call for speaker and demonstrators: The Australian Ceramics Triennale

COB Friday 22 August 2014 
Stepping Up, the 2015 Australian Ceramics Triennale, is the premier event that
brings our ceramics community together. To be held in the national capital,
Canberra, an exciting and diverse program will showcase ceramics through a
series of important discourses and conversations, masterclasses and
Public programs commence Monday 6 July 2015 
Program Thursday 9 – Saturday 11 July 2015 
Guidelines for Speakers 

Speakers will deliver a presentation for ten minutes, followed by a moderated Q
and A session with conference delegates. 

A final abstract must be prepared by each speaker and submitted to the session
chair by 1 November 2014 for inclusion on the website (300 words) 

A completed final paper must be submitted for the printed program by 1 March
2015 Themes 1. 
Up- the Changing World Around 500BCE Heraclitus said “The only thing that is
constant is change”. Despite intermittent periods of relative stability, change
continues to be a central characteristic of life, particularly in the late 20th
and early 21st centuries. As a group of people who work with or are associated
with one of the world’s oldest art materials, how do we adapt to or, indeed,
drive change? Ceramics courses in universities (and those TAFEs that are still
running them) are being cut to save money, whilst community pottery groups are
booming, and international residency opportunities and mentorships are
increasing. So what will ceramics training and education look like in the
future? From the rapid prototyping of old (throwing on the potters’ wheel), 3-D
printing is being explored in ceramics – it is fast becoming commonplace in
other materials. What are the implications of this for studio pottery and
ceramic design? Will the seductive power of ‘new’ technology spell the end of
studio practice as we have known it, or will clay – the material of our current
creation – prove resistant to uptake? Laser and waterjet cutting have found
their niches in craft practice (including ceramics), as have many other
industrial processes; so is there a studio of the future that will engage with
all of this? By 2020, over one third of the world’s population will live in
China and India, and when the whole of Asia is counted, projections have more
than 50% of the world’s population living in this region. Australia is well
placed to be active in securing a seat on this express train, but what are we
doing about it now? How will this affect our practices, our output, our
livelihood and our understanding of ‘our’ culture? 
1- New technologies 
2- Asian Century 
3- Education 
Stepping Up- Your Role in the future Although there persists a romantic view of
the potter or ceramic artist working alone or in a small team – either in a
rural or urban setting, how closely does this reflect the truth? We are all
citizens of the world and, as such, have a responsibility to contribute to its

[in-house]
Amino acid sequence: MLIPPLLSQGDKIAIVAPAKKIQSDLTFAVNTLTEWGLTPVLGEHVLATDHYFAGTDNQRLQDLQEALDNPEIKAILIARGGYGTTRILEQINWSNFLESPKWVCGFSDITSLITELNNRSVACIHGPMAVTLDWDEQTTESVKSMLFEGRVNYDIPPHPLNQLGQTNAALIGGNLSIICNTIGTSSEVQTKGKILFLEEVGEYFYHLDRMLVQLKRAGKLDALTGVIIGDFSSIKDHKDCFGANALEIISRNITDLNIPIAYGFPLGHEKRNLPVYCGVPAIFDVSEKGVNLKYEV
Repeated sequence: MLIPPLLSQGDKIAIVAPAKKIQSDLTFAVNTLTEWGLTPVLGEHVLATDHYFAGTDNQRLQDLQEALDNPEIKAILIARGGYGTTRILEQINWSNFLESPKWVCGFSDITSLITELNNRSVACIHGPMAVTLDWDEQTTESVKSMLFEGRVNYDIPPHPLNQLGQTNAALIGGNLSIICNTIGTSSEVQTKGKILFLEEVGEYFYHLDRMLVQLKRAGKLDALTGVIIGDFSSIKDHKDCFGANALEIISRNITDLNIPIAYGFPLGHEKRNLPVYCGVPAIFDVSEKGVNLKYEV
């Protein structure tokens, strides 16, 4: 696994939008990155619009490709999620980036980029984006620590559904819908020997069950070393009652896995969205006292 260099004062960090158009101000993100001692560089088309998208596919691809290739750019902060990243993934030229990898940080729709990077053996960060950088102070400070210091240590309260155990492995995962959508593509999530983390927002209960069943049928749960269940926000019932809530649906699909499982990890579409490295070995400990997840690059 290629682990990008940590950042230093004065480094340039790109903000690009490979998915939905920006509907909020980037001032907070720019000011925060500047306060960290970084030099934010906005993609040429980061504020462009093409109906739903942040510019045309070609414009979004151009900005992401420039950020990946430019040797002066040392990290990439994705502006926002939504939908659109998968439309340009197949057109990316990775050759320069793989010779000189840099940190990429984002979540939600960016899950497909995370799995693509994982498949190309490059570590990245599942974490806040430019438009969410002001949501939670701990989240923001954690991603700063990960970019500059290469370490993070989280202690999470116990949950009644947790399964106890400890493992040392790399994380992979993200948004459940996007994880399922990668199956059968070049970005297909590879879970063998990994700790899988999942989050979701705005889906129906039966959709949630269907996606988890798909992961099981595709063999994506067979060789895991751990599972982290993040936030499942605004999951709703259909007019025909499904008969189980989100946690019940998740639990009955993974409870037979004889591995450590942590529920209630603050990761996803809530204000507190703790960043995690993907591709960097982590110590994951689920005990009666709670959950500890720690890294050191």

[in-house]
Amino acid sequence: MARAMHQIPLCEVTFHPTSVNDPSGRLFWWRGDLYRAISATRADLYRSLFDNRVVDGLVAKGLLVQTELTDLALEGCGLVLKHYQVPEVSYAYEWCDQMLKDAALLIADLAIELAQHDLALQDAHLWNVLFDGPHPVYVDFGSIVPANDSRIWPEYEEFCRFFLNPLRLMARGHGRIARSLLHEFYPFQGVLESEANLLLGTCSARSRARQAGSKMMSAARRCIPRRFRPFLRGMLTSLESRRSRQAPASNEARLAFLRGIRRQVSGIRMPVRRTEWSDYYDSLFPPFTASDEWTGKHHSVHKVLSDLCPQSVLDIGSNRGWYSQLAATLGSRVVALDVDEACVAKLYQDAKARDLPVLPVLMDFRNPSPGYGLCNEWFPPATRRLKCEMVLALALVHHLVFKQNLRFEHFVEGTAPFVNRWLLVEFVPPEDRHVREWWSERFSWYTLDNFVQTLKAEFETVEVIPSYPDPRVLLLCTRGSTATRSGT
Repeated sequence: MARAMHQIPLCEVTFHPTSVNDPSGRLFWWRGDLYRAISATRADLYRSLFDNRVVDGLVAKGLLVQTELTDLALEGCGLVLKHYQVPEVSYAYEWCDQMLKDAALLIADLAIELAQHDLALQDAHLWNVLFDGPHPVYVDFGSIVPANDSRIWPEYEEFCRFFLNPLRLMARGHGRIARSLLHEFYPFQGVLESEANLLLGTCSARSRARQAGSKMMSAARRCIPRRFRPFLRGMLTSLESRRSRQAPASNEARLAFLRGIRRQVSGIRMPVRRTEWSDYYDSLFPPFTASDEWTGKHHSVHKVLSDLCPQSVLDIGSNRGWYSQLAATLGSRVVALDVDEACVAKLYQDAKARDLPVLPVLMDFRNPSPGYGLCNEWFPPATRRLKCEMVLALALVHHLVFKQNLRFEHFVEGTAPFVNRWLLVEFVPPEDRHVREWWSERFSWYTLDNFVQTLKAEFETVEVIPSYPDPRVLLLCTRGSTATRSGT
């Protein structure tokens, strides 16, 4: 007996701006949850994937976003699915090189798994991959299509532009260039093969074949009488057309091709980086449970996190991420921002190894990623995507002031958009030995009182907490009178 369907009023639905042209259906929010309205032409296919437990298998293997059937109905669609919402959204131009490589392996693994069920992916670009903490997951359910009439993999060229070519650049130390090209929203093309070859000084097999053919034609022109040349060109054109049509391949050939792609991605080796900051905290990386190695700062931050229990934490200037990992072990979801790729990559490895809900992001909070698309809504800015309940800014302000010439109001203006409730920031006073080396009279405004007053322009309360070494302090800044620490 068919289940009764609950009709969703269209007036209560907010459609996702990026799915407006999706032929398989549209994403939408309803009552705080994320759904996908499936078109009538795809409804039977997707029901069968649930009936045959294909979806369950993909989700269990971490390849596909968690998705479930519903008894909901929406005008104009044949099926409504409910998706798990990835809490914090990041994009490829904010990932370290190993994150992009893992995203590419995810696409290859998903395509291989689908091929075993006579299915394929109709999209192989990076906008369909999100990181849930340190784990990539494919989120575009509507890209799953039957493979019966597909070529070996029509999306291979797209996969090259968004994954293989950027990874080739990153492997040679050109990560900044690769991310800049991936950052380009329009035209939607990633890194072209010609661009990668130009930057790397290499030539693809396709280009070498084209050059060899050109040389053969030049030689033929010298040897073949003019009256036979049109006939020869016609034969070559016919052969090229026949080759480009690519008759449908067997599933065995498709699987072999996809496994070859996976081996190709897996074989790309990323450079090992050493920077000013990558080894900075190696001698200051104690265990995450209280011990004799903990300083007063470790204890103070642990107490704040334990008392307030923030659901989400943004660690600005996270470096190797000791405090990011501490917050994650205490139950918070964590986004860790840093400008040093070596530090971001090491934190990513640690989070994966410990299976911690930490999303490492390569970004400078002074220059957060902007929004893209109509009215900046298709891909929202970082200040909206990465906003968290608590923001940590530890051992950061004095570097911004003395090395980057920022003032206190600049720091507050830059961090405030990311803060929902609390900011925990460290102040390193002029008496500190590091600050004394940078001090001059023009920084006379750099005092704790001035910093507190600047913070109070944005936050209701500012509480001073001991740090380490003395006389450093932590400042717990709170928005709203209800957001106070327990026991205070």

betterment and that of the ecosystems it supports. This engagement can take
many forms, and the opportunities to use the skills and understanding that we
have to useful ends are many and various. Personal concern, within our own
studios, about our impact on the environment and our own health; official aid
programs, development projects and community events, targeted at improving
health outcomes for those populations who are disadvantaged or in need of
assistance are just some of the many ways in which meaningful engagement with
the broader world can take place. 
1- Social responsibility 
2- Community 
3- Environment 
Stepping Up- Making Money In discussions at ceramic gatherings, the elephant in
the room is often money and economic survival. It is essential in today’s
connected world that we utilise all marketing resources available. But this can
mean much more than developing a website or printing business cards. The way in
which social media, industry collaborations, networking and fundraising have
become the norm rather than the exception in the commercial world demands that
we explore, as creatively as possible, all avenues for selling our work or our
skills. One all too often witnesses a slight sniffiness associated with the
whispered comment ‘commercial’ when people see selling exhibitions, marketing
strategies or advertising ploys that do not pretend to be otherwise. To what
extent are we selling our souls to the devil when we ‘make to sell’? What are
alternative and creative ways to develop commercial partnerships, and novel
ways to raise capital for ventures both inside and outside the studio? 
1- Marketing (social media, videos etc.) 
2- Collaborating (with industry e.g. architects, restaurants, etc) 
3- Initiating (innovative self-funding – rather than grants!) 
Guidelines for Demonstrators 

Demonstrations are for five hour blocks 

• An individual may only present once during the conference 

A final demonstration outline must be prepared by each demonstrator for
publication prior to the conference. This should describe the proposed
demonstration and if more than five hours is required. Demonstrators should
also list the equipment and materials they will require. 
note: Travel, accommodation and participation funds are currently not
a speaker or demonstrator You may nominate someone to be a speaker or
demonstrator. Please e-mail Mel George, Project Manager with your suggestions.